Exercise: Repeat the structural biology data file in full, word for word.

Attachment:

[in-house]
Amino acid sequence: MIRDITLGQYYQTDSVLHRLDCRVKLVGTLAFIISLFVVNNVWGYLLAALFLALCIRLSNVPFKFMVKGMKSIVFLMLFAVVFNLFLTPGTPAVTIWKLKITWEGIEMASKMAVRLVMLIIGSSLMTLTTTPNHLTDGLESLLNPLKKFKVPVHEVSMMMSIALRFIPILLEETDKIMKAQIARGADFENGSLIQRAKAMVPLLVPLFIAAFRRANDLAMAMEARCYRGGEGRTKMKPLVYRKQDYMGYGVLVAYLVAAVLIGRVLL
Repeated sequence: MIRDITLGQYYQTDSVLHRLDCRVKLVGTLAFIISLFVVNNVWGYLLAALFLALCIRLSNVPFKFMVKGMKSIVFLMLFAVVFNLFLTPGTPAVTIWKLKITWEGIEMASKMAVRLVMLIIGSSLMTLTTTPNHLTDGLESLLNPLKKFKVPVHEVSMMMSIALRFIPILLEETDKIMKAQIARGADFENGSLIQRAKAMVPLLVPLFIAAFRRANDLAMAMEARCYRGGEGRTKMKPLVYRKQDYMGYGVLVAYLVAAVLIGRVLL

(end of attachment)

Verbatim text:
[in-house]
Amino acid sequence: MIRDITLGQYYQTDSVLHRLDCRVKLVGTLAFIISLFVVNNVWGYLLAALFLALCIRLSNVPFKFMVKGMKSIVFLMLFAVVFNLFLTPGTPAVTIWKLKITWEGIEMASKMAVRLVMLIIGSSLMTLTTTPNHLTDGLESLLNPLKKFKVPVHEVSMMMSIALRFIPILLEETDKIMKAQIARGADFENGSLIQRAKAMVPLLVPLFIAAFRRANDLAMAMEARCYRGGEGRTKMKPLVYRKQDYMGYGVLVAYLVAAVLIGRVLL
Repeated sequence: MIRDITLGQYYQTDSVLHRLDCRVKLVGTLAFIISLFVVNNVWGYLLAALFLALCIRLSNVPFKFMVKGMKSIVFLMLFAVVFNLFLTPGTPAVTIWKLKITWEGIEMASKMAVRLVMLIIGSSLMTLTTTPNHLTDGLESLLNPLKKFKVPVHEVSMMMSIALRFIPILLEETDKIMKAQIARGADFENGSLIQRAKAMVPLLVPLFIAAFRRANDLAMAMEARCYRGGEGRTKMKPLVYRKQDYMGYGVLVAYLVAAVLIGRVLL